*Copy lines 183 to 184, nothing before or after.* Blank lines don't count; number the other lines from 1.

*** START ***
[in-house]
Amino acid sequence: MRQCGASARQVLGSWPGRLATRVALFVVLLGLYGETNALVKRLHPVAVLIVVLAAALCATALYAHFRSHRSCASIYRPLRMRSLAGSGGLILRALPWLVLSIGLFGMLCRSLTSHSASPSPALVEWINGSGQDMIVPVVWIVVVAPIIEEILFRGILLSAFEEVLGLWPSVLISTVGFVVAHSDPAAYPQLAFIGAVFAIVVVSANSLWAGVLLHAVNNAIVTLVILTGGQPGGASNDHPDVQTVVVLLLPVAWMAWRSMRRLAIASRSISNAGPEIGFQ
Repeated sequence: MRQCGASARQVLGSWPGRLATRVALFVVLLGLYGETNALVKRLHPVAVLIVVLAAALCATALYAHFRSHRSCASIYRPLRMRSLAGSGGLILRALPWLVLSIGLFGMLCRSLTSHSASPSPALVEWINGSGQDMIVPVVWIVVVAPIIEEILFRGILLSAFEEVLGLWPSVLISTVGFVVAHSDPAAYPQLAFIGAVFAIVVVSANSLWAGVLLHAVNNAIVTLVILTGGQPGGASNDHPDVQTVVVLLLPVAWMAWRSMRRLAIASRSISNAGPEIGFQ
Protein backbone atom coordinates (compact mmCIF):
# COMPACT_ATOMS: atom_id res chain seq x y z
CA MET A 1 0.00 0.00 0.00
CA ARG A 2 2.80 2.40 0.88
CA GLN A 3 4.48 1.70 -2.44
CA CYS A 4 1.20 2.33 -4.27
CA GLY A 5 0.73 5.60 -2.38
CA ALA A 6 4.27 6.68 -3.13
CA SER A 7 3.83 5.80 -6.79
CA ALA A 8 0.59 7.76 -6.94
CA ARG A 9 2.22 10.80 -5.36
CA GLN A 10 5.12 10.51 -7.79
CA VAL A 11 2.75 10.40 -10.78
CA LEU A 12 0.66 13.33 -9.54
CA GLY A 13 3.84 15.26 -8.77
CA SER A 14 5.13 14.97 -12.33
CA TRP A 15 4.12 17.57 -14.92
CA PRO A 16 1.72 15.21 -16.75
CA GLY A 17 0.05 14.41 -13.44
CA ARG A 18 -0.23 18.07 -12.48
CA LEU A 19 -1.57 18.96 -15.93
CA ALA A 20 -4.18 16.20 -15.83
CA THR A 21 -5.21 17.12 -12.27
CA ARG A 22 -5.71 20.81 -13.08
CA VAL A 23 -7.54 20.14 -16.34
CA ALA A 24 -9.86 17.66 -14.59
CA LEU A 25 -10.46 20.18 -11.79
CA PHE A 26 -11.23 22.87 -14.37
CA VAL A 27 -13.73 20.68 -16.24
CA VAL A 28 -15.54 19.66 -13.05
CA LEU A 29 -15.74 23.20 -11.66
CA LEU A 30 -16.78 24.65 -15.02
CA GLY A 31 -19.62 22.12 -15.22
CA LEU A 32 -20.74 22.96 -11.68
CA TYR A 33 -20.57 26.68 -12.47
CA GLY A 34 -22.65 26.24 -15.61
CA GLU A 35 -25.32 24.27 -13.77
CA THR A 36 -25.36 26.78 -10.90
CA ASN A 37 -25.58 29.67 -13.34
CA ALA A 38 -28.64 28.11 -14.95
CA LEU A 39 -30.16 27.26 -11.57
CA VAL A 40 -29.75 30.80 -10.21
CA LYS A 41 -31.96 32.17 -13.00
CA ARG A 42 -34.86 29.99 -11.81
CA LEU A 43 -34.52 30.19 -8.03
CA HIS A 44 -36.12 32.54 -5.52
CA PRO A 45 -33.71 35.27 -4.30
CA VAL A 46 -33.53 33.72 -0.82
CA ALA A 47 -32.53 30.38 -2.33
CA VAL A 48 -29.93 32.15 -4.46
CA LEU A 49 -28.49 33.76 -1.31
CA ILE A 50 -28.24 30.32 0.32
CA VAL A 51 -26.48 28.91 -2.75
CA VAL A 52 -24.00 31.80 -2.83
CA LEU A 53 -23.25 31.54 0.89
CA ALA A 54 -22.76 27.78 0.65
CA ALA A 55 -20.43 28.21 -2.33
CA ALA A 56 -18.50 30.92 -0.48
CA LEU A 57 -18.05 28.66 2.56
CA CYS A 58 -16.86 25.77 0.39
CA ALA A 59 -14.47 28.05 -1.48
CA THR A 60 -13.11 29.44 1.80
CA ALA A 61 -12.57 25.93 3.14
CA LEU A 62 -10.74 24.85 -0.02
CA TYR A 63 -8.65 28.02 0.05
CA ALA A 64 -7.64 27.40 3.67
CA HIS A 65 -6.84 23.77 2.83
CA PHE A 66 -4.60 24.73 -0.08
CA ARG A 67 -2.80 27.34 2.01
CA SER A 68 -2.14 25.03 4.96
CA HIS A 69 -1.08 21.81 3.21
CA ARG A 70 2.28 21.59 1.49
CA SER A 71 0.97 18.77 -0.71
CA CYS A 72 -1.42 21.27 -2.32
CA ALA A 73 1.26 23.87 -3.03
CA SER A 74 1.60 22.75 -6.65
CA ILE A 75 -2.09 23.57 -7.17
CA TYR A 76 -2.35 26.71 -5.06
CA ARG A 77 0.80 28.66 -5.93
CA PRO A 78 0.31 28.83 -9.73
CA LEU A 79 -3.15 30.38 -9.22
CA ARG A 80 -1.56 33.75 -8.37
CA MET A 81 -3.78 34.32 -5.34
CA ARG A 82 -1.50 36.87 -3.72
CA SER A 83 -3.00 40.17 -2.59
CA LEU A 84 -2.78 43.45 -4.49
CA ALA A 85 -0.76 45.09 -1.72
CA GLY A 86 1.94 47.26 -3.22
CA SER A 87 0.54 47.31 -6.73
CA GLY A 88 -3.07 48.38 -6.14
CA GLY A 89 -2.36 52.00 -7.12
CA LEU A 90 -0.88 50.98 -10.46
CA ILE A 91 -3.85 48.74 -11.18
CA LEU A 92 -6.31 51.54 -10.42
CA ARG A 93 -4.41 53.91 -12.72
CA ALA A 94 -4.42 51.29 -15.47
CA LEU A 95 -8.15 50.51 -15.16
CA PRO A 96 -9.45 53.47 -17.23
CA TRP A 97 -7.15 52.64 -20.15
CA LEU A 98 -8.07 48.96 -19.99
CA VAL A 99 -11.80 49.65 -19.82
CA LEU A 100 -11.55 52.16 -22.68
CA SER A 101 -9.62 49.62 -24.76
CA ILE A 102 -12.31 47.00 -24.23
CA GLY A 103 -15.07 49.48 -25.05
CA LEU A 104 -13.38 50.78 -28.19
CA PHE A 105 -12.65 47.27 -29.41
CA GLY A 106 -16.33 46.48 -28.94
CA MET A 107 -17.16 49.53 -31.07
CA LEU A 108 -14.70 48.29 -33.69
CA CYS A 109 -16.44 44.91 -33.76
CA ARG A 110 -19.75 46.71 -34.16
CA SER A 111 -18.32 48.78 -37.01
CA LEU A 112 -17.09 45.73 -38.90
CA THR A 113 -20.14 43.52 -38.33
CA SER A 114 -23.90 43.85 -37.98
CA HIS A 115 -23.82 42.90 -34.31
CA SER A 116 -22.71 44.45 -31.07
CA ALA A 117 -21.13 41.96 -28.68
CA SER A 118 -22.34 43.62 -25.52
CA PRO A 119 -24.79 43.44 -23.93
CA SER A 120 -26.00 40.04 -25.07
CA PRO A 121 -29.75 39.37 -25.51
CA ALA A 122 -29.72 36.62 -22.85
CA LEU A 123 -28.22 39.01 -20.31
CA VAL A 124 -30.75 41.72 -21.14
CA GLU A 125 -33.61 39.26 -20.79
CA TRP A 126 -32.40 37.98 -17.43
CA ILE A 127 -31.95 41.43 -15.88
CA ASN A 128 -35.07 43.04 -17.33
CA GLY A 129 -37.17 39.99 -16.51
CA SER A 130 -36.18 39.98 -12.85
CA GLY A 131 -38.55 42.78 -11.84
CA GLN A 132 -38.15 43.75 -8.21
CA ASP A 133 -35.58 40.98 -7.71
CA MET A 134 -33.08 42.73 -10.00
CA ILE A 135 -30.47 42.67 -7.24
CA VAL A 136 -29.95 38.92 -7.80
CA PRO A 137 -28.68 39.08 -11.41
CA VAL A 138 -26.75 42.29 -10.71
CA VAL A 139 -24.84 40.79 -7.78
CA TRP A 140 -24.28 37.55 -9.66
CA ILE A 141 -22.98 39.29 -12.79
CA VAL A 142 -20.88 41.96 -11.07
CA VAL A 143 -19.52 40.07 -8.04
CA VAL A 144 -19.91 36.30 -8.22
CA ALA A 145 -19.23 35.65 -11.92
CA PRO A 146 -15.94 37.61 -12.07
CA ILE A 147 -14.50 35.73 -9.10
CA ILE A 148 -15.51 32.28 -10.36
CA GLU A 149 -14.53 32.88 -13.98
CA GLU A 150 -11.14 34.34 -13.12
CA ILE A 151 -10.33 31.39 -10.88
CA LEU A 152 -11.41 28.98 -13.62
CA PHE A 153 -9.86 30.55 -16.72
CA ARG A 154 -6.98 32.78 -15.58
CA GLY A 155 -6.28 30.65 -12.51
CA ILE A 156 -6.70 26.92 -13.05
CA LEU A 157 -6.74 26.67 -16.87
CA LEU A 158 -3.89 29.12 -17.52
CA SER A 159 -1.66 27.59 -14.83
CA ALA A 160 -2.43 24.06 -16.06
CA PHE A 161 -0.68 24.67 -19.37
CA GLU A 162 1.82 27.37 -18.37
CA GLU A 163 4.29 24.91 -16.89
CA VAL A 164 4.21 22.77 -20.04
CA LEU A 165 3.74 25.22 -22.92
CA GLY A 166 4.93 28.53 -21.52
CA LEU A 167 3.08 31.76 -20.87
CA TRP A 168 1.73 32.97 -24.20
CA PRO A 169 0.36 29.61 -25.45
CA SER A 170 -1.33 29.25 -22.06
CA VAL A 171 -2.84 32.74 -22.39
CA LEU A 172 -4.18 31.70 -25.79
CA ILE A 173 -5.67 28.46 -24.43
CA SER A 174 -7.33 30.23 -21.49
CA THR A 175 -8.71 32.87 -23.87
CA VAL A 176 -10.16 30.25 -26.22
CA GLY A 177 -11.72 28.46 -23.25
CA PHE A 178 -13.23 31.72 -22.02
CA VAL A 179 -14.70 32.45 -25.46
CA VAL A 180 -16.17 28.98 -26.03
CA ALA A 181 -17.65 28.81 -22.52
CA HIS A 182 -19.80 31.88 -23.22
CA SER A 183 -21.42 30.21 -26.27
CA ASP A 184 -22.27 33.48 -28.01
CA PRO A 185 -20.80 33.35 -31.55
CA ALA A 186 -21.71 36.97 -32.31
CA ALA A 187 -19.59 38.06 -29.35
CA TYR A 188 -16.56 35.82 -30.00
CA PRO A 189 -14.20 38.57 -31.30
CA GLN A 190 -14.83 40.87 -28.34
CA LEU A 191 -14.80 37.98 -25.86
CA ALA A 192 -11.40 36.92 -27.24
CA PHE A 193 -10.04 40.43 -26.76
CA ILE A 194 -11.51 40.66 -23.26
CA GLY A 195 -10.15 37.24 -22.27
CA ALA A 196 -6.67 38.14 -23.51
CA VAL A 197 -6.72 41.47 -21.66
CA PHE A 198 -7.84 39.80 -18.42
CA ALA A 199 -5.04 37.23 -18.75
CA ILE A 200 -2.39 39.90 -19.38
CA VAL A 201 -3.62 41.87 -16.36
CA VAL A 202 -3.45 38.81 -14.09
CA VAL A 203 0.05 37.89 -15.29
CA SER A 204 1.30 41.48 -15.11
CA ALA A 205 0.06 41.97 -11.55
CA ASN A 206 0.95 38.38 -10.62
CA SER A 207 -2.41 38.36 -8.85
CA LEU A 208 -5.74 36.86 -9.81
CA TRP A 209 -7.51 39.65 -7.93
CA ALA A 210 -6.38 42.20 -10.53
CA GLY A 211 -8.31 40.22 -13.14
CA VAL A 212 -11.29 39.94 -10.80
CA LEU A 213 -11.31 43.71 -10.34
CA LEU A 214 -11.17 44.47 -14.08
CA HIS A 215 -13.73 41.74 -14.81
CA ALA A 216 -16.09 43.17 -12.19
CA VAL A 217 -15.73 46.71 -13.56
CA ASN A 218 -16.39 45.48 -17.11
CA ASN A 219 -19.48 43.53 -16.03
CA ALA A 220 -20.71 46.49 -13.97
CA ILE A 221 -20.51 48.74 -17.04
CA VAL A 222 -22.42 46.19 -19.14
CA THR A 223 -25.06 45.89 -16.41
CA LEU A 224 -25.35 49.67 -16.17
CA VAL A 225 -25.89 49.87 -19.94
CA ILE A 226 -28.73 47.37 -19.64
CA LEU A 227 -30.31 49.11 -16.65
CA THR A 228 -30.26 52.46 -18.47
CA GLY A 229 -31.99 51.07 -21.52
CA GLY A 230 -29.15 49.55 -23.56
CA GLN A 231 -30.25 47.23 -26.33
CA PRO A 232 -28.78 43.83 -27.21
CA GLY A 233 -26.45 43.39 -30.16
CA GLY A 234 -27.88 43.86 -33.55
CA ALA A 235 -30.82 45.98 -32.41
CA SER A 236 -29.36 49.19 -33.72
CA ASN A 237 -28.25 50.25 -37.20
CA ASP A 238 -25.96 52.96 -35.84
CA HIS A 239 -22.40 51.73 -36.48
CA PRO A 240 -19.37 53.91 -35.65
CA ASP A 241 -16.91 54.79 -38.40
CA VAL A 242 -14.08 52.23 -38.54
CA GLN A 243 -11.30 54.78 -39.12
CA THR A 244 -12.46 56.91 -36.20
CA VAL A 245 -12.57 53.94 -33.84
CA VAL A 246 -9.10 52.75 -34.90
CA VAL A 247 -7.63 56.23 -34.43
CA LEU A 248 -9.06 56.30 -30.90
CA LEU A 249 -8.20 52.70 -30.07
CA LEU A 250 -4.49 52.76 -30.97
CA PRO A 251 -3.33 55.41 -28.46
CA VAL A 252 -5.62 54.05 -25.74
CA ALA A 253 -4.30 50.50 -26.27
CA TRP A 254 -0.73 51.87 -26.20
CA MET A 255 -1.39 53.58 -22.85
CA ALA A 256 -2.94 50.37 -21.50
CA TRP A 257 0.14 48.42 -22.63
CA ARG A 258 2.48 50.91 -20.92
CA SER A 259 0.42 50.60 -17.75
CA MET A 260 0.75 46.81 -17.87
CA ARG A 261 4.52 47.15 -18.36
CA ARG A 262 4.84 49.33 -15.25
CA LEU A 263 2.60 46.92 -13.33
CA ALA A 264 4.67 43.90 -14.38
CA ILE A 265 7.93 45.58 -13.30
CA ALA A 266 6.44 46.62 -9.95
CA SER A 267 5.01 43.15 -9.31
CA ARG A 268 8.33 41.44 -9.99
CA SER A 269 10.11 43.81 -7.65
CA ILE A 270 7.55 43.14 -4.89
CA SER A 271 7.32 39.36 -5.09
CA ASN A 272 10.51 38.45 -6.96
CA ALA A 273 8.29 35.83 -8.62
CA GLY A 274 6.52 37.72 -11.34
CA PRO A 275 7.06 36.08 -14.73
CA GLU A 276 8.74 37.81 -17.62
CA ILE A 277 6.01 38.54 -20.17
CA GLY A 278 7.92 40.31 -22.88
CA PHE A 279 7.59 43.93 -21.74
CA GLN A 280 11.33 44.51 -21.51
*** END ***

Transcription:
CA PHE A 178 -13.23 31.72 -22.02
CA VAL A 179 -14.70 32.45 -25.46